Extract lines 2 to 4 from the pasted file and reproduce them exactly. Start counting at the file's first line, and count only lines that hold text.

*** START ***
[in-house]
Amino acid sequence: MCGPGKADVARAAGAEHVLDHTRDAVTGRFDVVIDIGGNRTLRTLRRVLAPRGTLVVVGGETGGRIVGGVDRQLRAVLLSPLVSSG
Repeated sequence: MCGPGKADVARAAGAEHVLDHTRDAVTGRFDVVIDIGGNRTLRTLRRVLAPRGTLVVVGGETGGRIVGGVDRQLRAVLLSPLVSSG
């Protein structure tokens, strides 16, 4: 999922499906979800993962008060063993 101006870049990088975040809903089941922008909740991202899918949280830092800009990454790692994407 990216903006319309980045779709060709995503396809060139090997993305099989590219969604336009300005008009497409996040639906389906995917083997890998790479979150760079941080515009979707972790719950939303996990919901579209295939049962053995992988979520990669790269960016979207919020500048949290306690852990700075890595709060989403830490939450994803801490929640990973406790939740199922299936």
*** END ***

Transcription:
Amino acid sequence: MCGPGKADVARAAGAEHVLDHTRDAVTGRFDVVIDIGGNRTLRTLRRVLAPRGTLVVVGGETGGRIVGGVDRQLRAVLLSPLVSSG
Repeated sequence: MCGPGKADVARAAGAEHVLDHTRDAVTGRFDVVIDIGGNRTLRTLRRVLAPRGTLVVVGGETGGRIVGGVDRQLRAVLLSPLVSSG
């Protein structure tokens, strides 16, 4: 999922499906979800993962008060063993 101006870049990088975040809903089941922008909740991202899918949280830092800009990454790692994407 990216903006319309980045779709060709995503396809060139090997993305099989590219969604336009300005008009497409996040639906389906995917083997890998790479979150760079941080515009979707972790719950939303996990919901579209295939049962053995992988979520990669790269960016979207919020500048949290306690852990700075890595709060989403830490939450994803801490929640990973406790939740199922299936």